We are pretty vigilant here on the farm with checking the pigs overall health. This is easy to do because we spend so much time with them, so if there is something seriously wrong, or even slightly off, we notice it almost right away. There are a few things, however, that are only noticed through a more thorough inspection. Two of these issues are worms and mange. Worms are pretty easy to notice as they will be visible in and around the anus. Once we see this, the whole group will get some de-worming medication added to their feed and it goes away pretty quickly.
The beginning stages of mange are hard to find. It usually starts in the ears, and we  therefore check the inside of the pigs ears on a regular basis. Upon one such inspection, Dan saw signs of mange in two of the eldest piglets. It appears as a white and flakey crust (if I were writing about pie, that wouldn’t be such a bad thing) rather deep inside the ear. The mange is caused my a small mite similar to scabies. It’s usually carried by one pig (or other animal) and spread to the rest. It’s relatively easy to get rid of; a medication called Ivermectin does the trick. But this is administered as inter-muscular injection, so we had to prepare ourselves to give the pigs a round of shots.
The piglets weren’t going to be the problem, they are small enough to wrangle, and Garnett hasn’t been given a shot before, so she doesn’t know what’s coming. But Ruby, poor poor Ruby. She still kinda hates Dan and myself, and she can tell when things aren’t right. Thus the chase began, and after 10 minutes of running around, trying to pin and tackle her, we finally got her into a corner and gave her the shot. Garnett, on the other hand, behaved like a champ! 
Giving the piglets the shots was easy, catching them was very tiring. They are darn fast and there is a lot of room for them to run around in. But all you gotta do is get a good grip on one back leg, and you’re golden. Then you need to pick it up by both back legs and take it to the other side of the electric fence all the while trying to avoid to a pair of very angry mothers! I was a bit worried as Ruby had actually cut Dan’s leg yesterday when she got cranky with him, and I was thinking that this was the moment when she was going to get her revenge: get the guy with the screaming piglet in his arms!!
Yet we were successful and the medication should take care of the mange in a matter of days. We are off to the woods now to see if any of the larger pigs have mange, if so, we are in for an exhausting day, as none of those pigs are small enough to wrangle and there are almost no spots to pin them down in, so I have my fingers crossed...

Tuesday, May 8, 2012


So, if you were wondering why there hasn’t been a post in a while, it’s because I have been off farm for the last 5 days. I went down to DC to do some marketing, you see. I spent two days making sausage, pate and slow smoked pork shoulder, as well as packing up really nice pork chops and canning lard. We wanted to send down a very nice sample package so that any potential buyers could try as many parts of the pig as possible so they could get a really good idea of what our pigs are all about.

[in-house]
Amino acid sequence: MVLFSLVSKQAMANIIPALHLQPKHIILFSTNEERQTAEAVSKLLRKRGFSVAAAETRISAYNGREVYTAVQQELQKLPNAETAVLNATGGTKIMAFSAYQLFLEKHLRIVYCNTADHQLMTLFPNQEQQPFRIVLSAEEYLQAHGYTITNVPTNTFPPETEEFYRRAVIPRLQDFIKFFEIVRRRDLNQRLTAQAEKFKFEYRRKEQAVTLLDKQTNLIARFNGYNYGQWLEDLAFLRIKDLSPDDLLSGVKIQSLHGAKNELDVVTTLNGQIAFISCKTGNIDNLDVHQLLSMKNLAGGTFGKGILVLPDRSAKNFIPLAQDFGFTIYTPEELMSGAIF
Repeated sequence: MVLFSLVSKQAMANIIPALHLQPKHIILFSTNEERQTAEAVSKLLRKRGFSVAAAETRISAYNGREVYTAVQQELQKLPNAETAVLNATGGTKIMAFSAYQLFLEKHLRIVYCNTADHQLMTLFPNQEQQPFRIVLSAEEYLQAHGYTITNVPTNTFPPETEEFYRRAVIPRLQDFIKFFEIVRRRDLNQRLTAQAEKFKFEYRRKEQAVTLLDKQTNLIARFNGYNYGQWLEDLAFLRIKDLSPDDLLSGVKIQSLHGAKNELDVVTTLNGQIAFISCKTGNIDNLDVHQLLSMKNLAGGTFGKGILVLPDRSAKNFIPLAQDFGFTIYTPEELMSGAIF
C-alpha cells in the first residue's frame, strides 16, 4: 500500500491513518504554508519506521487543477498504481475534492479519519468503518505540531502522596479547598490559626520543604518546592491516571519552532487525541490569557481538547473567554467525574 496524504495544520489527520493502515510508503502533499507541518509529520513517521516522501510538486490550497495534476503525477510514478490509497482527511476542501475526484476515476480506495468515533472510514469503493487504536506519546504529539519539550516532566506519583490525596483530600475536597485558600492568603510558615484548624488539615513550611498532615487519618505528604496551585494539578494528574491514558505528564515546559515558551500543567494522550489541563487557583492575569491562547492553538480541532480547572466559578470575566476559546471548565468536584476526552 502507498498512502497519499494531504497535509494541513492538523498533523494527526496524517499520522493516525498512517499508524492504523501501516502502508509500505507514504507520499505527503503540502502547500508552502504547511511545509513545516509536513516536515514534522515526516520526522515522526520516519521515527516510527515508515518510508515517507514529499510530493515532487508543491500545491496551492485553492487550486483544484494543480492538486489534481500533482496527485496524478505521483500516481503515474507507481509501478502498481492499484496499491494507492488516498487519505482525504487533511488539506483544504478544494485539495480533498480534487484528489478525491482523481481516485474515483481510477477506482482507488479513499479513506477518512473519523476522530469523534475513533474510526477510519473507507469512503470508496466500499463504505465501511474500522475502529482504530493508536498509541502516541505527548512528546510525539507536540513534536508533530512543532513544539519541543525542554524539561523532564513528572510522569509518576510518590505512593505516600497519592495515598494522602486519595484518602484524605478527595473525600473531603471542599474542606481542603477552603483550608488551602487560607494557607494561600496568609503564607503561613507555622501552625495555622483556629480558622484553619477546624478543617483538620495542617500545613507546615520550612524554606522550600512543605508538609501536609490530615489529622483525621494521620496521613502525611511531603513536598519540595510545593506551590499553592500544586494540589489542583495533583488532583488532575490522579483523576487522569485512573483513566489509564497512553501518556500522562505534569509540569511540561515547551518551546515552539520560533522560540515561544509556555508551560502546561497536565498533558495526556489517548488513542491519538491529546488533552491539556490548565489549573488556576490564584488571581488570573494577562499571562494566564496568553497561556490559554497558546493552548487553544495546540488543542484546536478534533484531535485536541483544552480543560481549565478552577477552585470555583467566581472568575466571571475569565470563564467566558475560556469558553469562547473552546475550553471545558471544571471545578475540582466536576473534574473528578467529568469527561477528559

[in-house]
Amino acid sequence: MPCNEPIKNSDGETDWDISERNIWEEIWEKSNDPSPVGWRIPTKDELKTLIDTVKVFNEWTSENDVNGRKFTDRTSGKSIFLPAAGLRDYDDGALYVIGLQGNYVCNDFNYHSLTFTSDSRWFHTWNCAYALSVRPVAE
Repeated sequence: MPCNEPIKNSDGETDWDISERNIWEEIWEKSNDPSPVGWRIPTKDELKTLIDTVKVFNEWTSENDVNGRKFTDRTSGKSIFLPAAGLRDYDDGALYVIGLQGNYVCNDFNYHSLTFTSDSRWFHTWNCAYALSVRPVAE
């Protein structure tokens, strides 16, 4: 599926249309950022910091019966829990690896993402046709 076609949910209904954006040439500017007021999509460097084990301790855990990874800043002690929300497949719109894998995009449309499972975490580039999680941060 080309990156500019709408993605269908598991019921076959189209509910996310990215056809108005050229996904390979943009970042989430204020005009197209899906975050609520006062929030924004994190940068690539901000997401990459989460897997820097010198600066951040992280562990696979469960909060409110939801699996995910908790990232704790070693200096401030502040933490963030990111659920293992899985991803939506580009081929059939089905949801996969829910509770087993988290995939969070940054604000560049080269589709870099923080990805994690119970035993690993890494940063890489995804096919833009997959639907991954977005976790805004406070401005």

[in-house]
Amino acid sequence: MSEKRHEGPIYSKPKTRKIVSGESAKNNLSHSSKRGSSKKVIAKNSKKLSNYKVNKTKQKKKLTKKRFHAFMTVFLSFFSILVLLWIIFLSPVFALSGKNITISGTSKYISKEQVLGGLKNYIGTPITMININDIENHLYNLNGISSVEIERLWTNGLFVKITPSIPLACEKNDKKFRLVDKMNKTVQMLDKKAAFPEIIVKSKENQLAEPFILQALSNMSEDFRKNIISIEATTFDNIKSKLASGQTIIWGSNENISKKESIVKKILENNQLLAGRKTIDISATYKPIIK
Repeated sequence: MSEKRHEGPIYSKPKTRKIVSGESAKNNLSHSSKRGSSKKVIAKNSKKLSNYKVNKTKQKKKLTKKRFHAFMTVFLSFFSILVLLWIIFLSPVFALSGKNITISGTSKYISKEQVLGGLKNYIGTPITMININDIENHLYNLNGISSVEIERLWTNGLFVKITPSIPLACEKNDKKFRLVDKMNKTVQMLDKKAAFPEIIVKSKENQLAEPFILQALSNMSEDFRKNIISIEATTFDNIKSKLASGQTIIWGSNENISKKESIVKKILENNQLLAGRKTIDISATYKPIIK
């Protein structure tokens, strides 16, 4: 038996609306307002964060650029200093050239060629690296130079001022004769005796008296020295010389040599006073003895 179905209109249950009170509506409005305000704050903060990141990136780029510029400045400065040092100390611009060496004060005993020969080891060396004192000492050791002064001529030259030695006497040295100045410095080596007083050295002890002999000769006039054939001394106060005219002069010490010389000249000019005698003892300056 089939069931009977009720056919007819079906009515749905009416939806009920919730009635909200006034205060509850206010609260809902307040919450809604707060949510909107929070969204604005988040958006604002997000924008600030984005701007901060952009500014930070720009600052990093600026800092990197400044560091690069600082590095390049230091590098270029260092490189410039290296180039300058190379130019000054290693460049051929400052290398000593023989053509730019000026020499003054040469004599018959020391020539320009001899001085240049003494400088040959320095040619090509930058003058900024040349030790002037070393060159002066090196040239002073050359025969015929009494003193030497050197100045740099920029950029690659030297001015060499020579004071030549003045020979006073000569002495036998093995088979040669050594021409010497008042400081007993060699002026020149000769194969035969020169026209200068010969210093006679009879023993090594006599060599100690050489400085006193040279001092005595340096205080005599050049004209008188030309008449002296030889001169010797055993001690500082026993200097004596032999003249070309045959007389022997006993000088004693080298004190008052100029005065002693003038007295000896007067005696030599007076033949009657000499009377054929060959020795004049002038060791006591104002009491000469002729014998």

I had appointments at seven different places across DC. Some were small, local spots and others were huge restaurants that are part of large restaurant groups. The majority of them seemed very excited about the product and the story behind it, so hopefully we will get some business out of it. If nothing else, we now have an outlet for all of our eggs, so that’s pretty fantastic.
I spent the rest of my time away in Riner Virginia at my friends square dance workshop weekend, which was more fun than should be allowed. It will energize me for months to come.
When I got back to the farm sunday afternoon, I could immediately tell that things had changed quite a bit. The potatoes have sent up their greens, and once they are all a bit larger, we will start mounding the dirt up and over the greens. Potatoes grow upwards, so we want to mound the soil over the emerging plants to give them ample room to grow those tasty tubers. 
The peas, chard, spinach and beets have all germinated and are looking great in their neat little rows. Dan and Ed also spent a day planting sweet potatoes. These grow in the opposite direction of regular potatoes, and are therefore planted in raised beds so that they have extra room to grow down. If all goes well, this planting could potentially yield a thousand pounds of sweet potatoes. Sweet potato pie anyone?
The onions and garlic are also looking great, and with the rain we are currently getting and the warm sunny days that are forecasted for later this week, hopefully we’ll have our first garlic scapes very soon. Once we do, I’ll let you know all about these tasty treats...

The piglets look great! They all grew a lot, especially out little runt, Tiny. His color has changed and he looks like he’ll catch up with his bigger siblings pretty quickly. They all came running over when I went to see them and I would like to think that they missed me, but in reality they probably just thought that I had food for them, and once they realized I didn’t, they proceeded to eat my shoelaces, as they are want to do....